Roundup of the 7th European Breast Cancer Conference, Barcelona

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Published: 15 Apr 2010
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Prof Gordon McVie - European Institute of Oncology, Milan

Although we can be optimistic thanks to the great advances that have been made in the field, there are still unacceptable levels of variation, with high cancer rates found in certain countries and socio-economic groups and a disparity in between the opinions of patients and doctors of what should be considered successful treatment.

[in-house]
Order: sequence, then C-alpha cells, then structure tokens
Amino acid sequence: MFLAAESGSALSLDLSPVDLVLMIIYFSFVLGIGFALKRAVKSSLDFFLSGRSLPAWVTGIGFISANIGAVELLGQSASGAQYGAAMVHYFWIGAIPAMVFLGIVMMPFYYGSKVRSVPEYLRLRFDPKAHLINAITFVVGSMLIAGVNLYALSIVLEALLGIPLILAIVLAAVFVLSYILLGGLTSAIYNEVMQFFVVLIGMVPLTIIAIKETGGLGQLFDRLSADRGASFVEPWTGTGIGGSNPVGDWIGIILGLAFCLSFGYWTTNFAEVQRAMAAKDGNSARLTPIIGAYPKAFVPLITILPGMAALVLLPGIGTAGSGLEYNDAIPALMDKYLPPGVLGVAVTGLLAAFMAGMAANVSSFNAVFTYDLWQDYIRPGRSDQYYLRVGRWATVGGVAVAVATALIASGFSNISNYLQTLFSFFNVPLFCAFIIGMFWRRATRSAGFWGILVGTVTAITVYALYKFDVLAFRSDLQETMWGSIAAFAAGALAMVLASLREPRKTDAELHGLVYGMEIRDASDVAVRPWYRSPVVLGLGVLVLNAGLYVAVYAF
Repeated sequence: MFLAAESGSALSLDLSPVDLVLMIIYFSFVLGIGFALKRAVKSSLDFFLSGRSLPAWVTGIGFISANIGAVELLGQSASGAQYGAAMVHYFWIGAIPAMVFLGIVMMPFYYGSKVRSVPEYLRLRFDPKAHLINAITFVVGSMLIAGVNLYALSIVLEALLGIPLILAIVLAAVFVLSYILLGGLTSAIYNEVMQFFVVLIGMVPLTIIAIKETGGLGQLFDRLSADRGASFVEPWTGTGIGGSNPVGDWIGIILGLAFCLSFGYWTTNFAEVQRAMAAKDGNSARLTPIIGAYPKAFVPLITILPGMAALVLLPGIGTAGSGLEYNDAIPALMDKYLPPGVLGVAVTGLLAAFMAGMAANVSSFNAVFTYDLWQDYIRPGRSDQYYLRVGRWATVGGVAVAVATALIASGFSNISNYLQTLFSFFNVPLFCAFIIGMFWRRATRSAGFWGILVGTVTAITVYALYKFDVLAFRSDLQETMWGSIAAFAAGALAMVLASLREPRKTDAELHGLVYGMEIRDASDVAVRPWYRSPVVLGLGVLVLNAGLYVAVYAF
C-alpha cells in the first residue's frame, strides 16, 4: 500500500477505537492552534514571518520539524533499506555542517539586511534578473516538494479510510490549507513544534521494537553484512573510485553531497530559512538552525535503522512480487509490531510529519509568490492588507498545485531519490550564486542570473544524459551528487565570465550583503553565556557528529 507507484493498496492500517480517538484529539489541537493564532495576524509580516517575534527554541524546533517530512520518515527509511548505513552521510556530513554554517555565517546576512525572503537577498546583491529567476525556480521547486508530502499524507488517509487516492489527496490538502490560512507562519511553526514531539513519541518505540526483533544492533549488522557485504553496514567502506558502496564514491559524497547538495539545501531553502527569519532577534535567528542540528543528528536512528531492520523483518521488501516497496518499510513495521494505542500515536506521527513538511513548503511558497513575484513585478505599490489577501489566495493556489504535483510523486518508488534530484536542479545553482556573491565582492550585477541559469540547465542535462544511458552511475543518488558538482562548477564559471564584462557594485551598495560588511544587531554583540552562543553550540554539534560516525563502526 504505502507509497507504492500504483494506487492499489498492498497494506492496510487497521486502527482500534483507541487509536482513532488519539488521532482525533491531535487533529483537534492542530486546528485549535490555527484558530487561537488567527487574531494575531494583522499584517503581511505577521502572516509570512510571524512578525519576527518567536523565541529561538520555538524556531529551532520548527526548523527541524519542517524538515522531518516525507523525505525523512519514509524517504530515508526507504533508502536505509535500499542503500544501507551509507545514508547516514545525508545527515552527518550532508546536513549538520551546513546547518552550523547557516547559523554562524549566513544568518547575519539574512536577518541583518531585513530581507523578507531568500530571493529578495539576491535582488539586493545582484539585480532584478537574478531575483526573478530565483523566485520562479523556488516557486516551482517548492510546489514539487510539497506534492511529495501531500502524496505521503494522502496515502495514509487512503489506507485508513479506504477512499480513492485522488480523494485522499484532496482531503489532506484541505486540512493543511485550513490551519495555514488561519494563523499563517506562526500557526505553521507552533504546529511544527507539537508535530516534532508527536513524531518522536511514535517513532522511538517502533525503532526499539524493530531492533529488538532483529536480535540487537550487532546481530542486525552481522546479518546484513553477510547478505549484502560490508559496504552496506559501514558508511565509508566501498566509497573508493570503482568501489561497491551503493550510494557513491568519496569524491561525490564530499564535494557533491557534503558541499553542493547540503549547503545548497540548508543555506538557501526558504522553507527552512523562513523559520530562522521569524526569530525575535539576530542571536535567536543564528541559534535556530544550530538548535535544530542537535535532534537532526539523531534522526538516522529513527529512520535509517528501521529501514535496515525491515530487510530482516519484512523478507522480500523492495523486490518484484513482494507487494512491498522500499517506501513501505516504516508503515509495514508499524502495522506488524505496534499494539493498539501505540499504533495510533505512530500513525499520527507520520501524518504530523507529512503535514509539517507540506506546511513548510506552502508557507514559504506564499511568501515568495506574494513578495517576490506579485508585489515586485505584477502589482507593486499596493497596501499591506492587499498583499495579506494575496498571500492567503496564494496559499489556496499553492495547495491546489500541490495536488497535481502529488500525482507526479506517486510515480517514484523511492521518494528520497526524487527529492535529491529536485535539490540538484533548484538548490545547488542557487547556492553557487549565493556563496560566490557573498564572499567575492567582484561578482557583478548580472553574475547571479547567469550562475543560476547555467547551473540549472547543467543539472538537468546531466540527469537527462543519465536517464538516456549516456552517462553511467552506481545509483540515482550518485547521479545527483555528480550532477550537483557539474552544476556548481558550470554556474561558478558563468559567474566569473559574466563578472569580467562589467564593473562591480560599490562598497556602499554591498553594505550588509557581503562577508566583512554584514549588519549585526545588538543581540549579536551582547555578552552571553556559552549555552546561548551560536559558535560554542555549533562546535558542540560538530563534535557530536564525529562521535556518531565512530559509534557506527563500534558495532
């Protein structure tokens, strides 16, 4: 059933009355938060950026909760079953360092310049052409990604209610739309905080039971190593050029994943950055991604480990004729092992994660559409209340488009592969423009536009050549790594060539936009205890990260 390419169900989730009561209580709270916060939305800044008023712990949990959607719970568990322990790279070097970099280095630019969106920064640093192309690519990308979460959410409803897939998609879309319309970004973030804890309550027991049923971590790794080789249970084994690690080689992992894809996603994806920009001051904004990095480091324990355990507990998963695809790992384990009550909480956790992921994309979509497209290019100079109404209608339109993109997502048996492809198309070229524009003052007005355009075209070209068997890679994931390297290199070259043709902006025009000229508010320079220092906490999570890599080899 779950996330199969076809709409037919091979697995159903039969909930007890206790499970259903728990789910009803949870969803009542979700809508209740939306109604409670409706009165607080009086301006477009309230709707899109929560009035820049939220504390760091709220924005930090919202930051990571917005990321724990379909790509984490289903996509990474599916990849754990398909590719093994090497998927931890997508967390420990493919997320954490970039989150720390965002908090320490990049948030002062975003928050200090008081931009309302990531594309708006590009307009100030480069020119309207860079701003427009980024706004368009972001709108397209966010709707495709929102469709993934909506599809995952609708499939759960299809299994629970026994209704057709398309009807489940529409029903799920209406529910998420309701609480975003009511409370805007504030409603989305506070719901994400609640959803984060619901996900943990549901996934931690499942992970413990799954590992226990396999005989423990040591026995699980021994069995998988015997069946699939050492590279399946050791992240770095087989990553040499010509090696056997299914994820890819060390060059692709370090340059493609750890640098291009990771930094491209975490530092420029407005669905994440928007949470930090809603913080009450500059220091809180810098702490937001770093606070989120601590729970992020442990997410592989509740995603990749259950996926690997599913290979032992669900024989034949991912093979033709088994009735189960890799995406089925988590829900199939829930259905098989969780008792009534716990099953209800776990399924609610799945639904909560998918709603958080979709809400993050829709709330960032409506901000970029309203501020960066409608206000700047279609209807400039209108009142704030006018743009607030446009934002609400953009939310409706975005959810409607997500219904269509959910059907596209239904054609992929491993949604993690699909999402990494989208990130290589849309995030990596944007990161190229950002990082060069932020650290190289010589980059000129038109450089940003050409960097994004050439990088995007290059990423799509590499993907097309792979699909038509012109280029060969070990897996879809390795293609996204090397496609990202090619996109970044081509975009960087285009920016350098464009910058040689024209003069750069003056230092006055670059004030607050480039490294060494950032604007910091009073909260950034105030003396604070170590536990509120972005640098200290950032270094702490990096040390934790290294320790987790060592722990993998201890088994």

Among the numerous studies on pregnancy and fertility, a number of key points arose, including: the low level of understanding among young women of how treatments can affect fertility; research indicating that treating pregnant women with chemotherapy poses a relatively low risk to the unborn child; a study showing that women who had been treated with chemotherapy did not have a reduced chance of becoming pregnant in the future.

The issue of communication has also come to light. A panel discussion identified a lack of clarity in the information provided outlining the risk of contracting cancer when a mutated BRC-1 or BRC-2 gene is identified.